With more and more of our time spent online, the digital platforms face the same question as the bricks-and-mortar retailers or entertainment groups of yore. They have captured the fickle audience; can they now continue to captivate it?
Facebook and Twitter, as did Yahoo! And Google before them, built their empire largely “for free”. By offering a great service at no cost, they could scale up much faster than would otherwise be the case – in the process getting you to sign up to Terms and Conditions you would probably not have settled for otherwise. Sophisticated venture capital – and then not-so-clever stock market money – allowed these winners to take all.
These platforms of interconnected “friends” and “followers” provide the base for a valuable advertising ecosystem. But in the end, what converts the audience to stay is the enduring quality of the experience. Give the people what they want: searching for the right “content” must be intuitively simple, or the right content must simply find you. And now all of those evangelists must be all things to all men.
The trifecta of ads platforms has enough usage data to target its users with the right ad in the right way at the right time and the premium content to wrap those high-conversion ads around. If you ever wandered where the current hypes derive from, look no further. Anything that heightens digital experience receives top priority. Anything that diverts users from the main platforms will be assimilated. Anything that offers insight into the big stack of consumer data is now C-suite material.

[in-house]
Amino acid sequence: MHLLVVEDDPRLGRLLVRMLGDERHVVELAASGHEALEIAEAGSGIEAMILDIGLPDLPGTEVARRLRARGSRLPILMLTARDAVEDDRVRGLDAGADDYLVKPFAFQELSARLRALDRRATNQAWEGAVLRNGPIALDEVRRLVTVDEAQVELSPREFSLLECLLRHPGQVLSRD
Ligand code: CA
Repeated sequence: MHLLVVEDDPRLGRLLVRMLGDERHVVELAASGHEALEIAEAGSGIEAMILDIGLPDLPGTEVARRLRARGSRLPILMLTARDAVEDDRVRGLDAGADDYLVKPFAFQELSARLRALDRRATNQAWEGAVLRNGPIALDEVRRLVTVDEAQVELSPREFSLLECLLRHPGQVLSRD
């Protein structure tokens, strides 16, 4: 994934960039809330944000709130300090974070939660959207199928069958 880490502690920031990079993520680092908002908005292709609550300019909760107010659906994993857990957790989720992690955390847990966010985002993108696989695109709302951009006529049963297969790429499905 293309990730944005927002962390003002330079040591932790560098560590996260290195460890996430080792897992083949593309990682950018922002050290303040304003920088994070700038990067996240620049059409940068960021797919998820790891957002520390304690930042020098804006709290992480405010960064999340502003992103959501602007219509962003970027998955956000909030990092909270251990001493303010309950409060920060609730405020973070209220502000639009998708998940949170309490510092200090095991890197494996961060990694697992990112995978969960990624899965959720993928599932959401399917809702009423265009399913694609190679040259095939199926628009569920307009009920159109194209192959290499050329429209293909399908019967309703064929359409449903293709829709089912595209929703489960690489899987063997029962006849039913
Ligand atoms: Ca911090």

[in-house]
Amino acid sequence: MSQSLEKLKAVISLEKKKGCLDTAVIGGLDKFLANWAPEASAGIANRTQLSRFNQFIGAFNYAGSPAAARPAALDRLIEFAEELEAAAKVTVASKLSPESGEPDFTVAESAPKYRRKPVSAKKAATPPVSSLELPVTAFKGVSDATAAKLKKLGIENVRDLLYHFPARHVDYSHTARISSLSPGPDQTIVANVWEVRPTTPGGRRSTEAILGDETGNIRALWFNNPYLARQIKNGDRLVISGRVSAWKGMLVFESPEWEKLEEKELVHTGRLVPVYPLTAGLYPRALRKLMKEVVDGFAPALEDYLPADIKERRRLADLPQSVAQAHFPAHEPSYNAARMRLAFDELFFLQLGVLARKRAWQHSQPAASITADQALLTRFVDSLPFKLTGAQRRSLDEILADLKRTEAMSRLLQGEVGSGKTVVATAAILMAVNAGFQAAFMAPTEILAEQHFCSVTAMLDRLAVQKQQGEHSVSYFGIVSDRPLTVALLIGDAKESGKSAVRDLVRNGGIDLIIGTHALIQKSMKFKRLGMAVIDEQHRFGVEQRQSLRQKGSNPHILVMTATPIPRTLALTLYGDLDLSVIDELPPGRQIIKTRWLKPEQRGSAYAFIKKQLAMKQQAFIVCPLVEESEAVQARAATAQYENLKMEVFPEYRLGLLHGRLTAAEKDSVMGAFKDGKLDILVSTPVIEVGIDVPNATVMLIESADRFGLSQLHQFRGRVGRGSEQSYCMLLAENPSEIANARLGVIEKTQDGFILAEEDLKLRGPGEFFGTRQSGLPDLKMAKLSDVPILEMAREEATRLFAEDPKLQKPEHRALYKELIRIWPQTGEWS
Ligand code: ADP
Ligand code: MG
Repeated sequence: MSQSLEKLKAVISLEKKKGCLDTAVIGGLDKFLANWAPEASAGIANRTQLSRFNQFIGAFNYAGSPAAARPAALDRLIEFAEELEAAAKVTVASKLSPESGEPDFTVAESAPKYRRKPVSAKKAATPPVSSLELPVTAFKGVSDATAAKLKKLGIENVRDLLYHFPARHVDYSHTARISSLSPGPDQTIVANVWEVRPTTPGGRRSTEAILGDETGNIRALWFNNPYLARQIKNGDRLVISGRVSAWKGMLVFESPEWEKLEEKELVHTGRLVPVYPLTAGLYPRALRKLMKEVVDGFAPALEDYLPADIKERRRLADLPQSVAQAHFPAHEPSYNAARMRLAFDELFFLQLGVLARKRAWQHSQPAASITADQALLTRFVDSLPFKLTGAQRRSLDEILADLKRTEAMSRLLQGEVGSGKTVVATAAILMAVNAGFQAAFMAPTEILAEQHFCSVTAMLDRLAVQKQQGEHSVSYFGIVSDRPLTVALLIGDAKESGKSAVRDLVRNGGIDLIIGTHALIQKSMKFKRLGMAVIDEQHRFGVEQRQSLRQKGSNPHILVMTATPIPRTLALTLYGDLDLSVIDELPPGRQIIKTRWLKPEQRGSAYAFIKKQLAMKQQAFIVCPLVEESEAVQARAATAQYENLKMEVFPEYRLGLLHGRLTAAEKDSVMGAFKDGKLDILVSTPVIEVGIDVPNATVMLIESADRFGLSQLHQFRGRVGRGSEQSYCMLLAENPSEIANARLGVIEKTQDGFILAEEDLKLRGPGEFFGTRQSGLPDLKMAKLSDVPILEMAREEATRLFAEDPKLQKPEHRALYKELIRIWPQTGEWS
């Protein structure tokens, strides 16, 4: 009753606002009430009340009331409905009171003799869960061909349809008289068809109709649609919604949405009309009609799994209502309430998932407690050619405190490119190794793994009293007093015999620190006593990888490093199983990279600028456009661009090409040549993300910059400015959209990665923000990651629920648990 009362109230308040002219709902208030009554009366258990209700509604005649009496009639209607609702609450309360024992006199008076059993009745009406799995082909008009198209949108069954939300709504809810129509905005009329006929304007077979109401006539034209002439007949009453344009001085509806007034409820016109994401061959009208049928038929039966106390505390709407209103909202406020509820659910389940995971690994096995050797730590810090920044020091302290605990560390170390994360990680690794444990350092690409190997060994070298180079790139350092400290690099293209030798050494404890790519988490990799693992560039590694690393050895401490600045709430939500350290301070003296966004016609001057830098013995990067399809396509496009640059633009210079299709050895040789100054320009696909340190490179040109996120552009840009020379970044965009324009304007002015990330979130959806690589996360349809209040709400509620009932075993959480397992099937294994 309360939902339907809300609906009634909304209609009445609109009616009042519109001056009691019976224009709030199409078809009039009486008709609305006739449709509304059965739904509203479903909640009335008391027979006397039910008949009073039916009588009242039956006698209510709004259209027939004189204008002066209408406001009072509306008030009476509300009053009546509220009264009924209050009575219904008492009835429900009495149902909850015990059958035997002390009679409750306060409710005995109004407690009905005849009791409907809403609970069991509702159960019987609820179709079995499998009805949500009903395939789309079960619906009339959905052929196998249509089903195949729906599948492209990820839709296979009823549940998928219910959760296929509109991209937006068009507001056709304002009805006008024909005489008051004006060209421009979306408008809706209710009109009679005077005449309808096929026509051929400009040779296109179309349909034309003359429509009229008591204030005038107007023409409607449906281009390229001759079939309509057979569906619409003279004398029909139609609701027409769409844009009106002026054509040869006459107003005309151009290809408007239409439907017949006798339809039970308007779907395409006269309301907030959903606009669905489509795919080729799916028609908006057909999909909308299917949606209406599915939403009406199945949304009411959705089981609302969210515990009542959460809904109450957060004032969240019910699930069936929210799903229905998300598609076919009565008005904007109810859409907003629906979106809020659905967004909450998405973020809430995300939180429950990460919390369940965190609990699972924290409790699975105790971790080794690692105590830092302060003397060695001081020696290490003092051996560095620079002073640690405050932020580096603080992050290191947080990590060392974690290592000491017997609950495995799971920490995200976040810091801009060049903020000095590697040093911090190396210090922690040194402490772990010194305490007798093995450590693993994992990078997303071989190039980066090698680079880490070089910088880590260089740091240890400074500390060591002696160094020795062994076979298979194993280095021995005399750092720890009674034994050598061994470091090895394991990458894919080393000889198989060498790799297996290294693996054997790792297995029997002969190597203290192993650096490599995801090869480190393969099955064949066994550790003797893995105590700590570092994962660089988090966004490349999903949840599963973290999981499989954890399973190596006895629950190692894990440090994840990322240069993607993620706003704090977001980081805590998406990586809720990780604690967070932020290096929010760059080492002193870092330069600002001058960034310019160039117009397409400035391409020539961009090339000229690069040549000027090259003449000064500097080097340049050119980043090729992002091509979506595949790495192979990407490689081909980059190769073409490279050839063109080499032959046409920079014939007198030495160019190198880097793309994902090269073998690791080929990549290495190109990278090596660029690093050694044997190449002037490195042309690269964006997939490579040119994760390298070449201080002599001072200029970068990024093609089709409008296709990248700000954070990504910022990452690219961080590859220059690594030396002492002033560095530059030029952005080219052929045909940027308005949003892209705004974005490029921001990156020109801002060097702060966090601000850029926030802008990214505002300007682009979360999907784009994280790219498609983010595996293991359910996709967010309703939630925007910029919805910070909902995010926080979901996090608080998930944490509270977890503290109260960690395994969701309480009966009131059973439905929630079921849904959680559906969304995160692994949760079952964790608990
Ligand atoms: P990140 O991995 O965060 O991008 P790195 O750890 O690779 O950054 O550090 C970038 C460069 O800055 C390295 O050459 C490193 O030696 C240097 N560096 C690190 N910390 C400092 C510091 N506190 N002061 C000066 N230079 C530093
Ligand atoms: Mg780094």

But the digital revolution’s zero marginal cost comes with high fixed costs. We are not (only) talking about hosting those networks and serving traffic that burns millions of dollars a day. Developing high-quality content and dedicated (“intrusive”) adverts has to be paid for too.
It is ironic that while the ancient bulwarks of serious journalism lose out to the new online media moguls, the latter’s demand for premium online content is rampant. The incumbents fail fast in providing the digital natives what they are looking for. In a counterproductive defensive maneuver, they hold their precious content away from the web, instead of monetising it and keeping their brand in the hearts and minds of those digital natives. We see ever more investors and entrepreneurs going into the development of “online original” content, stepping up the competition.